Story of our own Jen­nie Hodgers is new mu­si­cal hit in Chicago

CLOGHER­HEAD WOMAN SERVED AS MAN IN UNION ARMY DUR­ING CIVIL WAR. HU­BERT MUR­PHY RE­PORTS

Drogheda Independent - - NEWS SPECIAL -

THE fol­low­ing story ap­peared in the Drogheda In­de­pen­dent in May 1913. ‘ The strange ca­reer of a woman who for over fifty years mas­quer­aded as a man was dis­closed on Mon­day at a sol­diers’ home at Quincy, Il­lo­nis. The ‘man-woman’ has been an in­mate of the home for more than two years, be­ing en­rolled on the books as Al­bert Cashier. She was a vet­eran sol­dier of the Civil War, and might have pre­served her se­cret un­til death but for ill health and the re­sul­tant ne­glect of her phys­i­cal well-be­ing, caused the au­thor­i­ties to or­der two at­ten­dants to give her a com­pul­sory bath.

‘Un­able to es­cape the or­deal, the vet­eran ap­pealed to a fe­male nurse, to whom she con­fessed her iden­tity. Ac­cord­ing to her story, she was a na­tive of Ire­land, and came to this coun­try as a stow­away in the guise of a boy.

‘When the war broke out she en­listed in Com­pany G, 95th Il­lonois In­fantry, and en­dured three years in the field.

‘At the close of the war there were only thirty sur­vivors of the com­pany, sev­eral of these were in­mates of the home she had spent the last two years in. They never sus­pected Cashier of be­ing a woman, and said that she was a fear­less and ef­fi­cient sol­dier.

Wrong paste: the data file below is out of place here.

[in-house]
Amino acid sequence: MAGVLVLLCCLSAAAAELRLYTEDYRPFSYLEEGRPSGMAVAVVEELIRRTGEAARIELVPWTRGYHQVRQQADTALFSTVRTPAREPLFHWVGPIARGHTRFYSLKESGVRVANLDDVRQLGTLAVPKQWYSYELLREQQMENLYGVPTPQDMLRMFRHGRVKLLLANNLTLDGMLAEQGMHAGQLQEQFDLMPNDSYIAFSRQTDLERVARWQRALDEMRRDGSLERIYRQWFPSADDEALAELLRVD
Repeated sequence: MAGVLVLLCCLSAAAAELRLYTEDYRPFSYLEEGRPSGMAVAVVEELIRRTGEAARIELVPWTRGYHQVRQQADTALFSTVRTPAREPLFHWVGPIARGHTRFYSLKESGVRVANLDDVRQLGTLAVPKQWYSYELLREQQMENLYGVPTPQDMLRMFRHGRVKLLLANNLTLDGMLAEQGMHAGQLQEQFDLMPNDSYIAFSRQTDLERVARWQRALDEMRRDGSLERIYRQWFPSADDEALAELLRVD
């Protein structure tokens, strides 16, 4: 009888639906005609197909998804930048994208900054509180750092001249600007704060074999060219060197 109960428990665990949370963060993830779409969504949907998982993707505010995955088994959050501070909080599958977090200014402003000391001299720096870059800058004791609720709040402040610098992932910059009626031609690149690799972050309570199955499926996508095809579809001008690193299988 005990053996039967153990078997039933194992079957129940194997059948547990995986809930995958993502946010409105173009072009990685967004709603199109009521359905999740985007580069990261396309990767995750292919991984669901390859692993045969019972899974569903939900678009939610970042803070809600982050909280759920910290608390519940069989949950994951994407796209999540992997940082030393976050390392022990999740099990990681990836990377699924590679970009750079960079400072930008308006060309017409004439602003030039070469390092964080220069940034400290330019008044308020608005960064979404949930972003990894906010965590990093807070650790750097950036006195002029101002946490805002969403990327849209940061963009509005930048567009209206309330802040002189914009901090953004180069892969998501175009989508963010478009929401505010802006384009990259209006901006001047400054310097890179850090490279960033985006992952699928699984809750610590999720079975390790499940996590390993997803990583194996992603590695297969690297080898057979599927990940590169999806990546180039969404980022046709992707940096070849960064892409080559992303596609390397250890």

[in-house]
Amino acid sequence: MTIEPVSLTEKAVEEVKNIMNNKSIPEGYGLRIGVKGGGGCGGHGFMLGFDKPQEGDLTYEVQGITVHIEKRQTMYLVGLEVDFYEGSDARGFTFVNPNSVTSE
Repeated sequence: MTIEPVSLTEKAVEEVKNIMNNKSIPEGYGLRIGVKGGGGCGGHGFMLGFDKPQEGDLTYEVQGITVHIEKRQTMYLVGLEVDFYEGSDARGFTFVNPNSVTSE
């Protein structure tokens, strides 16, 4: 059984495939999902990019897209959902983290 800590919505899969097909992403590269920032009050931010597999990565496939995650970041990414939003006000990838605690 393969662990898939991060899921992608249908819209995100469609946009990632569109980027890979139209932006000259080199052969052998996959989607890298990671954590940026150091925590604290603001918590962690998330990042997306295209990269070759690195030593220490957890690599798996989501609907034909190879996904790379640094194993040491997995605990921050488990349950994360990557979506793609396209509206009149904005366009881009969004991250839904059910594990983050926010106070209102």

‘Af­ter peace was es­tab­lished she was em­ployed for years as a farm hand, and later, chauf­feur, in which she was a fa­mil­iar fig­ure in garages in parts of Illi­nois. The au­thor­i­ties are much puz­zled what to do with the war-scarred woman.’

The woman at the cen­tre of the amaz­ing story was Jen­nie Irene Hodgers from Clogher­head.

Within two years of the story break­ing, Jen­nie was dead, pass­ing away on Oc­to­ber 11, 1915.

She was buried in her In­fantry uni­form with full mil­i­tary hon­ours in Sunny Slope Ceme­tery in Saune­min.

40 years ago, the peo­ple of Saune­min re­placed the stan­dard mil­i­tary marker on Jen­nie’s grave with a much big­ger one bear­ing the fol­low­ing in­scrip­tion: Al­bert D. J. Cashier, Co. G, 95th Inf. Civil War. Born: Jen­nie Hodgers in Clogher­head. 1843-1915.

Fit­tingly, over 100 years af­ter her death, Jen­nie’s story has hit the big screen with var­i­ous doc­u­men­taries done on her and the lat­est cel­e­bra­tion - a Chicago mu­si­cal.

Per­moveo Pro­duc­tions, in as­so­ci­a­tion with Pride Films & Plays, re­cently staged the world pre­miere pro­duc­tion of The Ci­vil­iTy of Al­bert Cashier, star­ring for­mer Glee Project star and Amer­ica’s Got Tal­ent con­tes­tant Dani Shay.

The pro­duc­tion is co-com­posed and directed by Keaton Wooden, co-com­posed by Joe Stevens, writ­ten by Jay Paul Der­atany and is mu­sic directed by Jon Sch­nei­d­man.

It sparked great de­bate as it fo­cussed on the role of trans­gen­der peo­ple in the US mil­i­tary, par­tic­u­larly ap­pro­pri­ate af­ter com­ments by US Pres­i­dent Don­ald Trump re­cently.

Trump an­nounced in a se­ries of tweets that the gov­ern­ment “will not ac­cept or al­low trans­gen­der in­di­vid­u­als to serve in any ca­pac­ity in the US mil­i­tary”, the move was roundly crit­i­cized by ex-mil­i­tary per­son­nel and civil rights groups. Barack Obama ended a long­time ban on trans peo­ple serv­ing in the mil­i­tary just one year ear­lier.